Heckmann Corp. And Power Fuels Merger Turns Overpriced Spec Play Into Undervalued Name


On Tuesday of last week, it became apparent that Heckmann Corp. (HEK) would be acquiring Power Fuels to create what management calls the "largest, nationwide dedicated service provider of comprehensive shale focused environmental capabilities." As CEO Richard "Dick" Heckmann said recently on Jim Cramer's "Mad Money" program and in the investor presentation regarding the merger, this was done to satisfy customer demand for a nationwide company that is an expert in compliance with state and federal regulations regarding wastewater from hydraulic fracking activities. Mission accomplished it seems, as it is now the evident name to turn to for all oil and gas water and wastewater needs.

This news has been greeted with warm enthusiasm, as HEK traded as high as $4.26 intraday on Sept. 6, 2012, from lows of well under $3.00 earlier this month. There are some good reasons for the enthusiasm, not the least of which is the fact that this skews shale-based revenue to oil and liquids-rich plays (70%), which should help margins. Management has also been vocal in proclaiming the deal will be immediately accretive to earnings for HEK.

However, let's take a closer look into the financials and potential of the combined company to determine how much value could potentially be added for shareholders. First, let's review the terms of the deal: HEK will pony up $125 million in cash, 95 million shares of HEK, and will assume $150 million in debt. Based on company presentations, this places a price tag of approximately 3.4 times EBITDA on power fuels. That does not seem an unreasonable price on the surface.

But after taking a better look at Power Fuels' recent financial reporting, I get a bit more excited. Broken into the three most recent half-years, beginning January 2011, Power Fuels' net income has gone from $35.7 million, to $49.3 million, to $63.7 million in the first half of 2012. In other words, earnings increased at an average rate of 33.7% in each six-month period. I know this is not the conventional method, but it bears looking at. This would suggest net income of $85 million for the second half of 2012 (when the deal is expected to close), or a 2012 total net earnings approaching $150 million.

What makes this interesting is that even with new shares issued as part of the merger (totaling 247 million shares outstanding), this suggests potential EPS of up to $0.60 from Power Fuels alone for full fiscal year 2012. Assuming a stock price of $4.25 and EPS of $0.60 (P/E of 7), one can see where value bugs may become quickly interested.

This is all great in theory, but management is still declining to provide earnings guidance at this time. Despite lacking guidance, the combined fundamentals of the two companies looks much better than the fundamentals of HEK without Power Fuels. Margins are greatly improved to 33% for the combined entity from 21% for HEK previously. Power Fuels adds an established earnings ability to a company that was previously struggling to break even.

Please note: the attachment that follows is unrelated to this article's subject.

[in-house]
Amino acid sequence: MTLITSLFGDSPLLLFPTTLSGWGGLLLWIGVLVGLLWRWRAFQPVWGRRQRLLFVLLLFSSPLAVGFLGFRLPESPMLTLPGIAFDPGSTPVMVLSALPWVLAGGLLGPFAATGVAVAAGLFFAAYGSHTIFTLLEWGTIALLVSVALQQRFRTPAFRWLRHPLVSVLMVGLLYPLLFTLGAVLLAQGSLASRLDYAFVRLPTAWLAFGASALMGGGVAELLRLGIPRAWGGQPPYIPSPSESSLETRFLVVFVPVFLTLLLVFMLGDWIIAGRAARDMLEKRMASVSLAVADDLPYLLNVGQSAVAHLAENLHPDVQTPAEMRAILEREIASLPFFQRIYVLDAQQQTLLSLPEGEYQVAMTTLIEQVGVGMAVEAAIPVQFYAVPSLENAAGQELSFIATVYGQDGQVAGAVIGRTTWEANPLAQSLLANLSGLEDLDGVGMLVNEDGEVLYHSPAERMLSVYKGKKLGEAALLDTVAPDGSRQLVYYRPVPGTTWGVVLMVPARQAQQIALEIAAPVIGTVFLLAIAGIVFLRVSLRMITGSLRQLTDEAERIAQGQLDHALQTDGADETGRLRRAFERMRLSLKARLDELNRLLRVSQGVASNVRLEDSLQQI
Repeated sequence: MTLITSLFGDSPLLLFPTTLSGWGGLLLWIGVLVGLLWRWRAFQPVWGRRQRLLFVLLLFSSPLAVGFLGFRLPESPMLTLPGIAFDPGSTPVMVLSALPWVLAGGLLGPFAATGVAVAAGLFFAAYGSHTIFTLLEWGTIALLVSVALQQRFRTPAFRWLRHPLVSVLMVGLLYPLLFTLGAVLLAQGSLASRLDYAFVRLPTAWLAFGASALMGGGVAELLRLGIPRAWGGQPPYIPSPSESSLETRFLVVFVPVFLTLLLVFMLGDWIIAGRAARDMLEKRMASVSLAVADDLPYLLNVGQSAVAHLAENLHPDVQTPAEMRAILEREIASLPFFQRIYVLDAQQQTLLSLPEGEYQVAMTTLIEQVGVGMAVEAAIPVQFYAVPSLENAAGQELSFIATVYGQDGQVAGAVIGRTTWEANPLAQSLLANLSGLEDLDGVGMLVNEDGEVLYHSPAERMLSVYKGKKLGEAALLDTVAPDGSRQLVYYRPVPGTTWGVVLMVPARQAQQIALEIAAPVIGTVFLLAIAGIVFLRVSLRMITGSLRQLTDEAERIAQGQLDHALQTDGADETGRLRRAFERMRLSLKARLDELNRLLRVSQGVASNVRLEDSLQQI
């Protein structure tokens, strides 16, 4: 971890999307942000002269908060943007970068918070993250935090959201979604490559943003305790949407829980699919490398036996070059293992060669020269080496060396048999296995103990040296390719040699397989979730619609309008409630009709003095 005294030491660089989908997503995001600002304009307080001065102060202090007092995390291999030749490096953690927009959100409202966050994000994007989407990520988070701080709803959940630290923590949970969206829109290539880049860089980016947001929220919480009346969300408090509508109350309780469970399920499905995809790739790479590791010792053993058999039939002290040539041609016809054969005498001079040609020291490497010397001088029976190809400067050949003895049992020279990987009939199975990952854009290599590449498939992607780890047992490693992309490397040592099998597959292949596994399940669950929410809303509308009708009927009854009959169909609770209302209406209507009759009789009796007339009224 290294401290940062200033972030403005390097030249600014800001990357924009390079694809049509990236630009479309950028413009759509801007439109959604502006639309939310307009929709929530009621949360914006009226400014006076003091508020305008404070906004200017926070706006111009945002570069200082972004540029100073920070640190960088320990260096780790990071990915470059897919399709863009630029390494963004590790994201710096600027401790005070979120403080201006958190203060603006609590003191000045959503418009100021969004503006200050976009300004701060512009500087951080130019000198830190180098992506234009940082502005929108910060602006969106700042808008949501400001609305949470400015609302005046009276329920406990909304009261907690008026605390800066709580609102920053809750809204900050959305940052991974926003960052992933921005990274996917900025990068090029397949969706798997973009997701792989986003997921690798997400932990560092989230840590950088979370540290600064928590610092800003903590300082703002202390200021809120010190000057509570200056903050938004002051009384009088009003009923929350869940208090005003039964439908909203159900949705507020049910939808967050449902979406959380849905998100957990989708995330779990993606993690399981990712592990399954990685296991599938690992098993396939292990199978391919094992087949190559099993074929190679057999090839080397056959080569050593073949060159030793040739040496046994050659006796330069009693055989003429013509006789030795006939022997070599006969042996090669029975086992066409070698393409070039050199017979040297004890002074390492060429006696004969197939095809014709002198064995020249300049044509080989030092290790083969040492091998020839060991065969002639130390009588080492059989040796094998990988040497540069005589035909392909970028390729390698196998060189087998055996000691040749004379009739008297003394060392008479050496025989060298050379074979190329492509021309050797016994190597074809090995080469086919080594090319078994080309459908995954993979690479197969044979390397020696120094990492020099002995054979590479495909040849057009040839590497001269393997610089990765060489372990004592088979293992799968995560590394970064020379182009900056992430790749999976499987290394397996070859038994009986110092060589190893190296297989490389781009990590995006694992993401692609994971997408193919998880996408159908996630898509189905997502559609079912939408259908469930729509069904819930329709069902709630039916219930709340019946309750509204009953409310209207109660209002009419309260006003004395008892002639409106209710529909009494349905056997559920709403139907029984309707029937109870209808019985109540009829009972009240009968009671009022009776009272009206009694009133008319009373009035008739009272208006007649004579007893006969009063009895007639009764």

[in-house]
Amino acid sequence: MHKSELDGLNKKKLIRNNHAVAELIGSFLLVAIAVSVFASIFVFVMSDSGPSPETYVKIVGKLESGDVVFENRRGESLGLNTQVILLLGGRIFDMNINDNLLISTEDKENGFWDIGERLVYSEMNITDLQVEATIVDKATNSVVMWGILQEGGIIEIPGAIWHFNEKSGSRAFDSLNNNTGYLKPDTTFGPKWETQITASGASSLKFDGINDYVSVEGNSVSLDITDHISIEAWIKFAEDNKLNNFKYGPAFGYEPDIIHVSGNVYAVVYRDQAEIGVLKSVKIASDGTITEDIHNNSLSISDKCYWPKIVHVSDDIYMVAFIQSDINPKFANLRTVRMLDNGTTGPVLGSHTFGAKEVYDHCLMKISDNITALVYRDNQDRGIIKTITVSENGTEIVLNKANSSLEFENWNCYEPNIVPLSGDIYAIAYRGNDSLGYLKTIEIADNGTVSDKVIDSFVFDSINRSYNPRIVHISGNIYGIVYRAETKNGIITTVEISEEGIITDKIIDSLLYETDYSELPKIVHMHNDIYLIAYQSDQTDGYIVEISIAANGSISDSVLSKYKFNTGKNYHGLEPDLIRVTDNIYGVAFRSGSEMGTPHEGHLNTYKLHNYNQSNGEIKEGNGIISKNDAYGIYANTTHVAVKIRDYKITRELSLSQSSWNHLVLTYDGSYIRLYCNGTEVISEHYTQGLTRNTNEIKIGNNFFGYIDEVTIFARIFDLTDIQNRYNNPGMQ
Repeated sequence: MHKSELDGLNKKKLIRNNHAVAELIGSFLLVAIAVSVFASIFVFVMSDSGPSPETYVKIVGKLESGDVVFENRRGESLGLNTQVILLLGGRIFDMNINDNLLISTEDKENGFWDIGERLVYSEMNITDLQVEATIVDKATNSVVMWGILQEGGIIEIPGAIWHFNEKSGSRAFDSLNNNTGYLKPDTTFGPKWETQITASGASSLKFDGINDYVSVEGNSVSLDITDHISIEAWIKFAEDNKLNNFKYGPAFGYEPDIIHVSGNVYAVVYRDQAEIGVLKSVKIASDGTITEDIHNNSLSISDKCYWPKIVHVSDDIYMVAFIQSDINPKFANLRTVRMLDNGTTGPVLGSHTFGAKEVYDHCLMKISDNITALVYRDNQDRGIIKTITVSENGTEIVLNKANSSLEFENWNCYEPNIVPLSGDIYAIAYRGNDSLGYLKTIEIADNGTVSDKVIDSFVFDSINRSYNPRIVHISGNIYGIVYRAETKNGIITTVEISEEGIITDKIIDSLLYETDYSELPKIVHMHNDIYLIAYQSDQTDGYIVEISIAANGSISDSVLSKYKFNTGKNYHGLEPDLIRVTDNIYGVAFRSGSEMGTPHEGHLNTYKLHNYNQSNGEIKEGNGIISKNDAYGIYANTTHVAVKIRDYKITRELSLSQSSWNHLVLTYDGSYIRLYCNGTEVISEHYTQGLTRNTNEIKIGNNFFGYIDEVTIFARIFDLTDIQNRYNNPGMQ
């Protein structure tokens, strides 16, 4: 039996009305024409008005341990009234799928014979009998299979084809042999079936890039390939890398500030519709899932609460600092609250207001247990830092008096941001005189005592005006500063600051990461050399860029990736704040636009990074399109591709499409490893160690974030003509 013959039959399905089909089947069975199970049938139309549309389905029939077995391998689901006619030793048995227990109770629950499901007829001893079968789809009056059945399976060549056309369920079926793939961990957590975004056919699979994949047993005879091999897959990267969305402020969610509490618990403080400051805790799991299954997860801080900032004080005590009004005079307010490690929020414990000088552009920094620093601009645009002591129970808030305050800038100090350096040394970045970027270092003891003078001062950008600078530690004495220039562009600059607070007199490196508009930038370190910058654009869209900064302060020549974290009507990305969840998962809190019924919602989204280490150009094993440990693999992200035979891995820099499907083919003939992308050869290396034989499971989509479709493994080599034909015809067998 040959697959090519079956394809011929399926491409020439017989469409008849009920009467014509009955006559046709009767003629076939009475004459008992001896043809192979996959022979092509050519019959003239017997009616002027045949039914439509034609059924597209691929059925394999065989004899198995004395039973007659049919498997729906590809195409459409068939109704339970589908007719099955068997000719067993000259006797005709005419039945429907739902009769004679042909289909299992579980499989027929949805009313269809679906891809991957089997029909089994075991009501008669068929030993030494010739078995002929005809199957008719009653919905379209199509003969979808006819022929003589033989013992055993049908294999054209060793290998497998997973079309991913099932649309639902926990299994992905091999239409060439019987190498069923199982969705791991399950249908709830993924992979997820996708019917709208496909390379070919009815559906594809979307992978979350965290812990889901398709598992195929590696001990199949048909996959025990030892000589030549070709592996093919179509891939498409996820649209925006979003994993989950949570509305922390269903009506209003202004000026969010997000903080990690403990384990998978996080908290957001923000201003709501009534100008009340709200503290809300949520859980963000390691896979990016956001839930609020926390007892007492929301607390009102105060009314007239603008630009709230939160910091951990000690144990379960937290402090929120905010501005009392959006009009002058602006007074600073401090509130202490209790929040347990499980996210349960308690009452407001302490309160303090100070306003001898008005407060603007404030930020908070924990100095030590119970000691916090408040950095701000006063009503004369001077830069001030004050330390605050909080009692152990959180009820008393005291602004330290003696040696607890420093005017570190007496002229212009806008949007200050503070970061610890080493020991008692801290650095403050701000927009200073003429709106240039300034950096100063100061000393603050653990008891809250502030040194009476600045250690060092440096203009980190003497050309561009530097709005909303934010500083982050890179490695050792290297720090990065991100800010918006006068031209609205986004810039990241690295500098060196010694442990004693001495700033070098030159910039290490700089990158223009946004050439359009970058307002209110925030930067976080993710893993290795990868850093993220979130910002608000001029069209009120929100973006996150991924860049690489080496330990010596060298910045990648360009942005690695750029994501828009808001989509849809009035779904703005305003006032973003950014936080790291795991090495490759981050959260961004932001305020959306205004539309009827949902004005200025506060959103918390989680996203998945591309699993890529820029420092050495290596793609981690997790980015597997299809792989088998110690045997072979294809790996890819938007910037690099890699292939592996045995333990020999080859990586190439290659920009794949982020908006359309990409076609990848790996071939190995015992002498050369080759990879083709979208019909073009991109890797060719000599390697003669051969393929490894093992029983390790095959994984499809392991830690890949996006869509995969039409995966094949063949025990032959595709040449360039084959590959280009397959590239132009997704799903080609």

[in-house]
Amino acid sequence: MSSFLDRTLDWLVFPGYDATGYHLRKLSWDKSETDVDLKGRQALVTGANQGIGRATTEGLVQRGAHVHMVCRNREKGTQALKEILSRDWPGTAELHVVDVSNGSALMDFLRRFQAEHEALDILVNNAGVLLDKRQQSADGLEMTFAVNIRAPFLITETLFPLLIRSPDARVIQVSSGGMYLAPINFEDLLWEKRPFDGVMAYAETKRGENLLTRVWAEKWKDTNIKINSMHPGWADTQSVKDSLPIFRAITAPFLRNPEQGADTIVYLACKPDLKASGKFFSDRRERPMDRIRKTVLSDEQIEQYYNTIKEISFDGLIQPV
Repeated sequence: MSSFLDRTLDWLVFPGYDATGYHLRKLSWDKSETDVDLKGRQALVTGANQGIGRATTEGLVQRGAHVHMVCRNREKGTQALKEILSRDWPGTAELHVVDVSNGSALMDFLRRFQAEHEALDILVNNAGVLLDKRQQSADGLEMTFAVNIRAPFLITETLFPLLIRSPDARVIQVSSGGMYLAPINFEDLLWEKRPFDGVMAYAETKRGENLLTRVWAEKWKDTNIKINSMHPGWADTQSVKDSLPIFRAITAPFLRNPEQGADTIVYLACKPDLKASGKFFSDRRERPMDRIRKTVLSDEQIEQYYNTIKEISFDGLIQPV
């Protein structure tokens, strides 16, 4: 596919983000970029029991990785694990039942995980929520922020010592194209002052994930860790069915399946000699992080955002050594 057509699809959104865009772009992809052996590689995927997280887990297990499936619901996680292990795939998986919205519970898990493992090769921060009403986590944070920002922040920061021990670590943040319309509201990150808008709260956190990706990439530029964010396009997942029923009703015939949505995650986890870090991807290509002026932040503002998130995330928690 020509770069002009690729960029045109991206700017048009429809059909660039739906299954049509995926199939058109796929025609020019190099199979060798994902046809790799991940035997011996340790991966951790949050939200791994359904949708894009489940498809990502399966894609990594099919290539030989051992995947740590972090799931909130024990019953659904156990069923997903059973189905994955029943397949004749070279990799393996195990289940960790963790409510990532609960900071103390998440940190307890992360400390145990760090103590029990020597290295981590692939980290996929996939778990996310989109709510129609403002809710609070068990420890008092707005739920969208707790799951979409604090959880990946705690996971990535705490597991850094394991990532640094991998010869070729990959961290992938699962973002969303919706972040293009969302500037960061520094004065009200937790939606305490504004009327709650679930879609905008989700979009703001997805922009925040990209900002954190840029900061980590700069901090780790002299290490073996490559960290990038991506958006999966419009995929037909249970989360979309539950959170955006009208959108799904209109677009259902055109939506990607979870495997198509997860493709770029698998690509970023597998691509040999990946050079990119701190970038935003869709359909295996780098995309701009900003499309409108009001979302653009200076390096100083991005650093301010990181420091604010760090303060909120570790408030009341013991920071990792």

To summarize in a few brief points:

Heckmann has demonstrated success in the past, successfully managing U.S. Filter through a similar series of acquisitions. The following is quoted from the management section of Heckmann's website:

Mr. Heckmann founded United States Filter Corporation in 1990 and was its Chief Executive Officer. Through a series of acquisitions, United States Filter Corporation grew from annualized revenues of approximately $17 million in 1990 to over $5 billion in 1999, when it was acquired by Vivendi S.A. of Paris, France in March 1999 for approximately $8.2 billion.

Revenue growth of nearly 30,000%. Compelling, no?

Power Fuels operates at nearly twice the margin capability as HEK managed previously, and adds immediate earnings power to the company. Yet it was attained at what appears to be a fair price. The combined company will be the first nationwide complete water care company for shale play activity, and is easily the largest pure environmental service name to call upon.

Also worth noting is that HEK had a short interest of 29.6%, according to Yahoo Finance on Aug. 15. I would not be surprised to see some covering continue to drive the price up in the near term.

These are but a few quick points, and I would advise anyone to do his or her own homework on the companies discussed here prior to making an investment decision. I have presented a very brief positive case for the merger, and would welcome all commentary both positively and negatively skewed to promote informed investment decisions. Heckmann Corp. provides PDF-formatted investor presentations at its website for further diligence.

Disclosure: I am long HEK. I wrote this article myself, and it expresses my own opinions. I am not receiving compensation for it (other than from Seeking Alpha). I have no business relationship with any company whose stock is mentioned in this article.

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